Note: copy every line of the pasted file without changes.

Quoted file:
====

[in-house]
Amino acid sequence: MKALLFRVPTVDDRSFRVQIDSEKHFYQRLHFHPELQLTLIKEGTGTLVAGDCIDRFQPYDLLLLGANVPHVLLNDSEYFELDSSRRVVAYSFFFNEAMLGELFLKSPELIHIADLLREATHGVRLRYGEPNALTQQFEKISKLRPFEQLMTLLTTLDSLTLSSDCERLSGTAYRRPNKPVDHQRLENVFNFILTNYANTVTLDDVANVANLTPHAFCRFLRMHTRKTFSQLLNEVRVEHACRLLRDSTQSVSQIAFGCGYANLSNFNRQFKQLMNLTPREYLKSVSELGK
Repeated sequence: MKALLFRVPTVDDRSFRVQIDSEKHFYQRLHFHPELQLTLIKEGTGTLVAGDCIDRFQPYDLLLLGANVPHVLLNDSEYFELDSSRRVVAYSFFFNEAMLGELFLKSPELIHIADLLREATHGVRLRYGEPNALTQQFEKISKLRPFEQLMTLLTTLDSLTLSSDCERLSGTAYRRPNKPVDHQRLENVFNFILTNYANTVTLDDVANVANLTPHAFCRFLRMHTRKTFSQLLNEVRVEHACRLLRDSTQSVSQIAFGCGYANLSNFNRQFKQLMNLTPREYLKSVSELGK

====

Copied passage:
[in-house]
Amino acid sequence: MKALLFRVPTVDDRSFRVQIDSEKHFYQRLHFHPELQLTLIKEGTGTLVAGDCIDRFQPYDLLLLGANVPHVLLNDSEYFELDSSRRVVAYSFFFNEAMLGELFLKSPELIHIADLLREATHGVRLRYGEPNALTQQFEKISKLRPFEQLMTLLTTLDSLTLSSDCERLSGTAYRRPNKPVDHQRLENVFNFILTNYANTVTLDDVANVANLTPHAFCRFLRMHTRKTFSQLLNEVRVEHACRLLRDSTQSVSQIAFGCGYANLSNFNRQFKQLMNLTPREYLKSVSELGK
Repeated sequence: MKALLFRVPTVDDRSFRVQIDSEKHFYQRLHFHPELQLTLIKEGTGTLVAGDCIDRFQPYDLLLLGANVPHVLLNDSEYFELDSSRRVVAYSFFFNEAMLGELFLKSPELIHIADLLREATHGVRLRYGEPNALTQQFEKISKLRPFEQLMTLLTTLDSLTLSSDCERLSGTAYRRPNKPVDHQRLENVFNFILTNYANTVTLDDVANVANLTPHAFCRFLRMHTRKTFSQLLNEVRVEHACRLLRDSTQSVSQIAFGCGYANLSNFNRQFKQLMNLTPREYLKSVSELGK